Bigger and Better


Published: Tuesday, December 24, 2013 at 11:42 a.m.
Last Modified: Tuesday, December 24, 2013 at 3:06 p.m.
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Laney senior linebacker Coult Culler is the StarNews All-Area Defensive Player of the Year for 2013. The N.C. State recruit led the Buccaneers in tackles every game, despite constant attention, and finished as Mideastern Conference Player of the Year with 135 tackles. For the rest of the 2013 first-team All-Area selections, scroll through the slides.

With each passing football season, Breck Culler's memory seems more prophetic.
Culler never wanted to pressure his only son into the game, but the former Clemson lineman still recalls that first Pop Warner practice at Blair Elementary School. Before 7-year-old Coult had ever played a game with the Coastal Cowboys, Breck told his wife, Denise, that their son had a chance to be special on the field.
"From day one, I said, ‘Here we go,'" Culler said. "He's got it. That thing you can see, but you can't put your finger on it. He just plays with a passion. He doesn't go through the motions."
Coult Culler has maintained that spark his father noticed right away. He became a four-year starter at Laney, holding down one of the game's most physically demanding positions and made an oral commitment in May to N.C. State.
Culler still found plenty of motivation to produce his best season to close his high school career. The 6-foot-5, 230-pound linebacker faced schemes designed to avoid him at all costs nearly every Friday night and still ended up leading the Buccaneers in tackles each time out. After recording 135 tackles in 11 games, he was named the Mideastern Conference Player of the Year and is also the StarNews All-Area Defensive Player of the Year.
"I just tried to do my best to overcome whatever coaches threw at me," Culler said. "I knew a bunch of people were gunning for me."
Laney built its defense to allow Culler to roam freely, and, at times, he made the game look effortless this fall, chasing down the ball one play after another.
The linebacker posted 20 tackles in a loss to New Bern, and he turned in one of the best performances of his career in his final game, a defensive struggle at Pinecrest in the first round of the Class 4AA playoffs.
Coach Greg Ditz likened Culler to a man playing amongst boys, thanks to his almost unprecedented combination of physical tools and experience. He said that the quiet teenager's uncommon drive raised expectations for the entire team.
"He's intense on every single thing he does when he's on that football field," Ditz said. "A lot of coaches come from that kind of background, but he's even beyond that. It's unmatched by anybody I've seen on the high school level."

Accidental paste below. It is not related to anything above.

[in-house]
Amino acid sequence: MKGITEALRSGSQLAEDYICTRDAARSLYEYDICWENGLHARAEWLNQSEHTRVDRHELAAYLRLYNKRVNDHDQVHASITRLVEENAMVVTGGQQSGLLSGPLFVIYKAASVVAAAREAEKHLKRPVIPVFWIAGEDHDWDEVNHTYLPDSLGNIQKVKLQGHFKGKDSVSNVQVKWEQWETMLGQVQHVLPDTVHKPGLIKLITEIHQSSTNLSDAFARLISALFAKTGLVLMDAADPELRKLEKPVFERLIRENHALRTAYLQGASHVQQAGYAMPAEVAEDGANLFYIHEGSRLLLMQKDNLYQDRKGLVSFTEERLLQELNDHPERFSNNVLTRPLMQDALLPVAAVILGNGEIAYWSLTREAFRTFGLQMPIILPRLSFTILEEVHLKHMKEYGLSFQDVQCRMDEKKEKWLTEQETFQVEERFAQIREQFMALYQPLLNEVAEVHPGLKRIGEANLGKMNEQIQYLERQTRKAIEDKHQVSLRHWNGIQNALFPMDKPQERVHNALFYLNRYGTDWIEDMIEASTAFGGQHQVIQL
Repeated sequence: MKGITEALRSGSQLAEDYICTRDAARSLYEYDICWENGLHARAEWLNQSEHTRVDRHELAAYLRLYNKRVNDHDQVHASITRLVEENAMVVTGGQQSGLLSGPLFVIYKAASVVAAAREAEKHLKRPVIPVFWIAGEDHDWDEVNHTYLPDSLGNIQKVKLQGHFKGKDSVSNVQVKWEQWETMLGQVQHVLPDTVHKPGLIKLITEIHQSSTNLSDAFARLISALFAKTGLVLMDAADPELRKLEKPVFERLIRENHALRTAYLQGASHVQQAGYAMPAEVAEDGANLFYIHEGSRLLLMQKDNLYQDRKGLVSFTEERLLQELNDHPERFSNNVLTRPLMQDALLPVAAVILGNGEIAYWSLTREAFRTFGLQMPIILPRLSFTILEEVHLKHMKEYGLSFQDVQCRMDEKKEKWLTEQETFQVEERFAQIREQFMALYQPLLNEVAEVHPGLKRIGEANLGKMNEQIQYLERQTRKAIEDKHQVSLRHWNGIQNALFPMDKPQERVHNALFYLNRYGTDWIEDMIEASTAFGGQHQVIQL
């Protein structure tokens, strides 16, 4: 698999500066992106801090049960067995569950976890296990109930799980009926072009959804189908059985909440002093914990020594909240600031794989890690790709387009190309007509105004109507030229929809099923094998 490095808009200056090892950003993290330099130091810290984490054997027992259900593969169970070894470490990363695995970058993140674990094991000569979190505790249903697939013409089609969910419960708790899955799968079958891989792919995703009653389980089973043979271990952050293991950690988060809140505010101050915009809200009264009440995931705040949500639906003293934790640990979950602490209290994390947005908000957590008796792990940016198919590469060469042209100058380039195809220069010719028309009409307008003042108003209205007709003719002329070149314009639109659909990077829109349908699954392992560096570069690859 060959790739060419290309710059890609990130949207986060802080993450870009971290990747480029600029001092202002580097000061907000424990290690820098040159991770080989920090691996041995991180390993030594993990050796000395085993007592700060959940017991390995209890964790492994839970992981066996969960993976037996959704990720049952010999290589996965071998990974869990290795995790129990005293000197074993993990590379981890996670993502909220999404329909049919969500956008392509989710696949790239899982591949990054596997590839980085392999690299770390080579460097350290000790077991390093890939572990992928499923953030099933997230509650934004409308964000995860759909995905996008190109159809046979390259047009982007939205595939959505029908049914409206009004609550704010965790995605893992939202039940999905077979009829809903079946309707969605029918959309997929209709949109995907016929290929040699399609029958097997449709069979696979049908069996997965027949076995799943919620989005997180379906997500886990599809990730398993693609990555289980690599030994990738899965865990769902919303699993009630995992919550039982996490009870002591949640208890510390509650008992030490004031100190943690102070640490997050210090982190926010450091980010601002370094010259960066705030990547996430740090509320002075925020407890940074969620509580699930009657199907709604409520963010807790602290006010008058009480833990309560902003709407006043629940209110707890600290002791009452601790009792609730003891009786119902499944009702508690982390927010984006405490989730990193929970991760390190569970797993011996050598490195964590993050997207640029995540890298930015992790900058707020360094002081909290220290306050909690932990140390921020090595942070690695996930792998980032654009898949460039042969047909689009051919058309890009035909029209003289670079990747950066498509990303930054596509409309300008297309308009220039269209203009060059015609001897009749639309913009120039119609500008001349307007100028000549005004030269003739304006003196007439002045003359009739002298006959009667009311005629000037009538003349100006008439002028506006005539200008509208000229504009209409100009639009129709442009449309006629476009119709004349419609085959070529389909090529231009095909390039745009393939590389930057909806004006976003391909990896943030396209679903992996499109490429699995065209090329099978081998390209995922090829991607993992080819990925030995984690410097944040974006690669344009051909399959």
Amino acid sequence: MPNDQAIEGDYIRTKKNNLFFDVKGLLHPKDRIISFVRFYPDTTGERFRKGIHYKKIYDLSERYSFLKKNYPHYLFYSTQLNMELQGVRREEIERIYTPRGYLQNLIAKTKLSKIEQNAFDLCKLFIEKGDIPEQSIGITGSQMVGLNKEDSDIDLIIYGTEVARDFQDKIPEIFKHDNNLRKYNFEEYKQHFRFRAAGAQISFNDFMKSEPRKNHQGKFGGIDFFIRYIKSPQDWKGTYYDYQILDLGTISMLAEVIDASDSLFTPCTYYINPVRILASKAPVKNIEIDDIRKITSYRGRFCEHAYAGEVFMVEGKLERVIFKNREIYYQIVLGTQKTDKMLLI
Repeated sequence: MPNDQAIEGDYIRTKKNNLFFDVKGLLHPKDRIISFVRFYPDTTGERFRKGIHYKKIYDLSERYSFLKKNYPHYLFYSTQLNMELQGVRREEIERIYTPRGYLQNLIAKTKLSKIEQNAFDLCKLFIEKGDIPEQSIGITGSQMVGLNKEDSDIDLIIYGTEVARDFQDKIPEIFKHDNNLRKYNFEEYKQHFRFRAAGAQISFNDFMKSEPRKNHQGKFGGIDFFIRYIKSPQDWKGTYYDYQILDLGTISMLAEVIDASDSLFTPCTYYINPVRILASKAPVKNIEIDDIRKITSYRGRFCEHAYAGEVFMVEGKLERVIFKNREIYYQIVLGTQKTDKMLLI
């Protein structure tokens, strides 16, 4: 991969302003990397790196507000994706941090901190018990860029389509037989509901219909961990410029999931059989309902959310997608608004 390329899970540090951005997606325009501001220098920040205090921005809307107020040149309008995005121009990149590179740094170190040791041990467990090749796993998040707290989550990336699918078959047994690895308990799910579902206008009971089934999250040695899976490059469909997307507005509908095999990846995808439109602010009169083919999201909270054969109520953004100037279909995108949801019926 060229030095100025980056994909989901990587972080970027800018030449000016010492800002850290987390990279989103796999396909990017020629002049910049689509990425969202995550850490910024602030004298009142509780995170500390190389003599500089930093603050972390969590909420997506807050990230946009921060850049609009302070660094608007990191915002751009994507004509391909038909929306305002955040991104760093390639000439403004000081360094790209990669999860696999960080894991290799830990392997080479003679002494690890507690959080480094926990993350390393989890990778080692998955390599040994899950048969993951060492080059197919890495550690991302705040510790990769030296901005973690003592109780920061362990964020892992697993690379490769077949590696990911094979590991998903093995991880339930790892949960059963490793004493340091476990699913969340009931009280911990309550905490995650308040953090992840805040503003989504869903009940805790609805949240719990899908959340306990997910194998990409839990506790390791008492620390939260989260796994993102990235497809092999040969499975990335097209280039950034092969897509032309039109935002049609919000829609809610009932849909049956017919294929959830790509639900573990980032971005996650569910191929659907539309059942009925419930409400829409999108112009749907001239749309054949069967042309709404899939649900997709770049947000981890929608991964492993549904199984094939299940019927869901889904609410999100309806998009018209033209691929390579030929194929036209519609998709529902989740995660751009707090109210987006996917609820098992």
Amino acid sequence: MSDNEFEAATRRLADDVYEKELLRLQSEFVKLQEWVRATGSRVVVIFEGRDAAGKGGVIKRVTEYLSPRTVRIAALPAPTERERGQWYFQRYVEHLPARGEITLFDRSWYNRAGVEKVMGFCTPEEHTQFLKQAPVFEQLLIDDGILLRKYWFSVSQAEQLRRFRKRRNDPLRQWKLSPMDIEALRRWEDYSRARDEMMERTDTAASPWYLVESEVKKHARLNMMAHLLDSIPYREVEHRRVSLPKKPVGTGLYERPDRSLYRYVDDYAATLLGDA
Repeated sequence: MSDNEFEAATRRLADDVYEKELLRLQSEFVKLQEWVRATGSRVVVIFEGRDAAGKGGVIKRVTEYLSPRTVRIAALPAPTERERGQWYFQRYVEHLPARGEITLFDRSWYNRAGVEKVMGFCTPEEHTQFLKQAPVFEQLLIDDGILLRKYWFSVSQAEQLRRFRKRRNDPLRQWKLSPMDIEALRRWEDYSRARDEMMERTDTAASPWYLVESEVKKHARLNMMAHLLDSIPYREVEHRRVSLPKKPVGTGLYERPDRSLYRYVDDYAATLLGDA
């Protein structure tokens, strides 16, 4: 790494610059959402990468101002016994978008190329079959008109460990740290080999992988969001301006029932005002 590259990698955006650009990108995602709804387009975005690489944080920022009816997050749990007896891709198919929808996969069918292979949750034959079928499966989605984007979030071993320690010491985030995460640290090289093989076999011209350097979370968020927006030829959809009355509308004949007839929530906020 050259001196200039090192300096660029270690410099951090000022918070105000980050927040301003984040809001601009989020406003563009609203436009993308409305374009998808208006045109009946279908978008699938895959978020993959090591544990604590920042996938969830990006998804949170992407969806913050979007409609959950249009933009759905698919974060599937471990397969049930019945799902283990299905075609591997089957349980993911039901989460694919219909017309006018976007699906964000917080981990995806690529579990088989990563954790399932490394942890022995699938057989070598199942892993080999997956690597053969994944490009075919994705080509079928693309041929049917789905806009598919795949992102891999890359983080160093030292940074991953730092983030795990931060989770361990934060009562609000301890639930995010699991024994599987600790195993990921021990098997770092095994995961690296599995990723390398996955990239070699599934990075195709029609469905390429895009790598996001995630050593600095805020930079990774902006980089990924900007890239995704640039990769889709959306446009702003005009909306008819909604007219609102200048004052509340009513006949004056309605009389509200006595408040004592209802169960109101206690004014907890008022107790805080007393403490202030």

Culler's dedication to his craft started before he got to high school. His parents bought him a weight machine for Christmas in seventh grade, and he put it in his bedroom and dove into his own regimen.
At Laney, he made it a goal to be first in line for every drill, and he credits that attitude with helping him become a two-year captain. Last summer, he wanted to get faster and regularly doubled up on speed and agility workouts to boost the results.
Breck Culler believes his son had the potential to be even better at baseball. Coult Culler was a right-handed pitcher and left-handed hitter before giving up the game after ninth grade to focus on football.
"I was just set on a mission that I was going to try to be the best I could be," said Culler, who is expected to stay at middle linebacker at the next level.
Ditz never planned to start a 14-year-old freshman in the middle of his defense, but Culler forced his hand, showcasing the maturity to match a sturdy frame ready for varsity play. The youngster racked up 12 tackles in his first career start as a ninth-grader and never gave up the spot.
At the beginning, coaches encouraged Culler to remind ball carriers that they'd been taken down by a freshman. He quickly became well-known to Mideastern Conference teams and college recruiters, some of whom continued to send letters this fall in case he changed his mind about the Wolfpack.
Culler was presented a sledgehammer as the team's hardest hitter at its banquet after his freshman season, and he now has four of them hanging on the wall of his bedroom.
"He just makes plays," Ditz said. "You get to the point where you kind of take it for granted. Sometimes you're just caught up in the moment on a Friday night, and you're watching him just to see what he'll do next."

Eric Detweiler: 343-2261
On Twitter: @StarNewsVarsity

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